‘Colin in Black and White’: Jaden Michael’s Colin Kaepernick is Tired of Having to Prove Everyone Wrong (Video)

Netflix limited series about former NFL quarterback’s life hits Netflix this month

Netflix debuted the first full trailer for its upcoming scripted series based on the life of former NFL quarterback-turned social activist Colin Kaepernick on Tuesday.

You can watch it in the video above.

Co-created by Kaepernick and Ava DuVernay, “Colin in Black & White” is described as “a bold new limited series that chronicles Kaepernick’s coming of age story, tackling the obstacles of race, class and culture as the Black adopted child of a white family.”

“Colin in Black & White” stars Jaden Michael as Young Colin “before reaching the highest levels of American football as an NFL quarterback and becoming a cultural icon and activist,” as well as Nick Offerman and Mary-Louise Parker, who play his “well-meaning” parents Rick and Teresa. Per Netflix: “You don’t know Kaepernick until you know Colin.”

The six-episode, half-hour series, which premieres Oct. 29 on Netflix, also features the real Colin Kaepernick, who played for the San Francisco 49ers for six seasons (even leading them to Super Bowl XLVII), himself as narrator.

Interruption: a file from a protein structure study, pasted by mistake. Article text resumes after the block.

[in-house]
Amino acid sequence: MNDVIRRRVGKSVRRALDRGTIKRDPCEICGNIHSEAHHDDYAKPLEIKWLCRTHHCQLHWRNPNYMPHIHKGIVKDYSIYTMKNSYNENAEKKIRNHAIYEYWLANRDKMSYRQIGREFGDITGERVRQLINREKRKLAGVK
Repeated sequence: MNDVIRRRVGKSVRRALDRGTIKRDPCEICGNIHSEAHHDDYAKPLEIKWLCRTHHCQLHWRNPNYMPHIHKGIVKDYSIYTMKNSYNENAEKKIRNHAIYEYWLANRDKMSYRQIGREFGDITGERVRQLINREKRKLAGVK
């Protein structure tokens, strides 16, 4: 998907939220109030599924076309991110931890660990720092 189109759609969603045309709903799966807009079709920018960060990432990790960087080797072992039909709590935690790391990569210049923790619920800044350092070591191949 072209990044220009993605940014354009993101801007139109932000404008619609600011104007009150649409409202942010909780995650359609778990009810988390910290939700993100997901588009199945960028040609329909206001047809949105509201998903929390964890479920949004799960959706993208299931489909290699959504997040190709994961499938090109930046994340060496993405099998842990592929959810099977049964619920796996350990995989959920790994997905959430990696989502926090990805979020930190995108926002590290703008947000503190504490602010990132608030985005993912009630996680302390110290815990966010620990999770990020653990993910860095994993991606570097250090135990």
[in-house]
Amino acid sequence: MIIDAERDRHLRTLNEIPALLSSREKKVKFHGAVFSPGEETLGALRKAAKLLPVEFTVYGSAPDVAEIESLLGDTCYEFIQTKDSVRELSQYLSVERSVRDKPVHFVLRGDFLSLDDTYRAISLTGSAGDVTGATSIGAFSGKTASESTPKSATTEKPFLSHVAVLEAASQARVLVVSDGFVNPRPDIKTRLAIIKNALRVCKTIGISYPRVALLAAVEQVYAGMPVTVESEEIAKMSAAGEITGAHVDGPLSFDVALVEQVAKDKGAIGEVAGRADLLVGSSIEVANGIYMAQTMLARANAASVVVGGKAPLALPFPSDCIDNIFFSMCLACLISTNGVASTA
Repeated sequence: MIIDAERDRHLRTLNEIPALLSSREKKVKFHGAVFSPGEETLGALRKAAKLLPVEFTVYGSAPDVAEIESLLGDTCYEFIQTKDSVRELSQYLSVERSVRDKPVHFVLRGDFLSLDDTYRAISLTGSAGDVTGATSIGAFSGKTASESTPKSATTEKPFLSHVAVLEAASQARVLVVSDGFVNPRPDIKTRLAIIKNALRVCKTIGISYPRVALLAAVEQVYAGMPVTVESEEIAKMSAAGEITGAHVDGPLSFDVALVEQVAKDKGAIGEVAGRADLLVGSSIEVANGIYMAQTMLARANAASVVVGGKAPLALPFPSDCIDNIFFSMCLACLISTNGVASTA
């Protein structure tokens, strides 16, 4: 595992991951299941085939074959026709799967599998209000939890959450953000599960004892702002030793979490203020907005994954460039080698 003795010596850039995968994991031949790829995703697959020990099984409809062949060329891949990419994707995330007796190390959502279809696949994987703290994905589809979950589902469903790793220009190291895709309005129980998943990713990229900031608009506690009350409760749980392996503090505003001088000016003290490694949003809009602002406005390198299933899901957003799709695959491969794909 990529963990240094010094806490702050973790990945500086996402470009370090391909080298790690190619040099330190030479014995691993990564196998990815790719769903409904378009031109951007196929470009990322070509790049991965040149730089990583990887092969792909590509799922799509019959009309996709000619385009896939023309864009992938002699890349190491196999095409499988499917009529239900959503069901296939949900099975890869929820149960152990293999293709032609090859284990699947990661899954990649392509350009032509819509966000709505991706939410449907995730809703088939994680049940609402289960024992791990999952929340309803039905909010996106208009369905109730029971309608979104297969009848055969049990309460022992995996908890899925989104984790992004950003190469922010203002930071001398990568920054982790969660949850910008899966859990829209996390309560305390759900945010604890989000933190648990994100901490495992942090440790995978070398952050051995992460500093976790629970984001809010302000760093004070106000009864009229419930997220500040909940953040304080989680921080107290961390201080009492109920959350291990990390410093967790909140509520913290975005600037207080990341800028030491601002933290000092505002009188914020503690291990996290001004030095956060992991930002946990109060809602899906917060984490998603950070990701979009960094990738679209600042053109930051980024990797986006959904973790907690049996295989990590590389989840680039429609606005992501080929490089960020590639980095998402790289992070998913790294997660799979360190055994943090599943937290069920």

Kaepernick became known beyond NFL fans when, in 2016, he began kneeling during the pregame national anthem in protest of the police mistreatment of Black people in America.

Episodes of “Colin in Black & White” will be directed by DuVernay, Sheldon Candis, Robert Townsend, Angel Kristi Williams and Kenny Leon. In addition to DuVernay and Kaepernick, Michael Starrbury also executive produces.

“This was an opportunity to open a window into experiences inspired by my high school years. I want Black and Brown kids and their communities to find guidance in how we can combat racism and oppressive systems,” Kaepernick said in a blog post that accompanied the trailer. “I hope someone can see that they too can come out on the other side and be able to say, ‘I faced those struggles. I’ve worked through them, and I was able to be successful and come out the other end, keeping my dignity and my identity intact.’”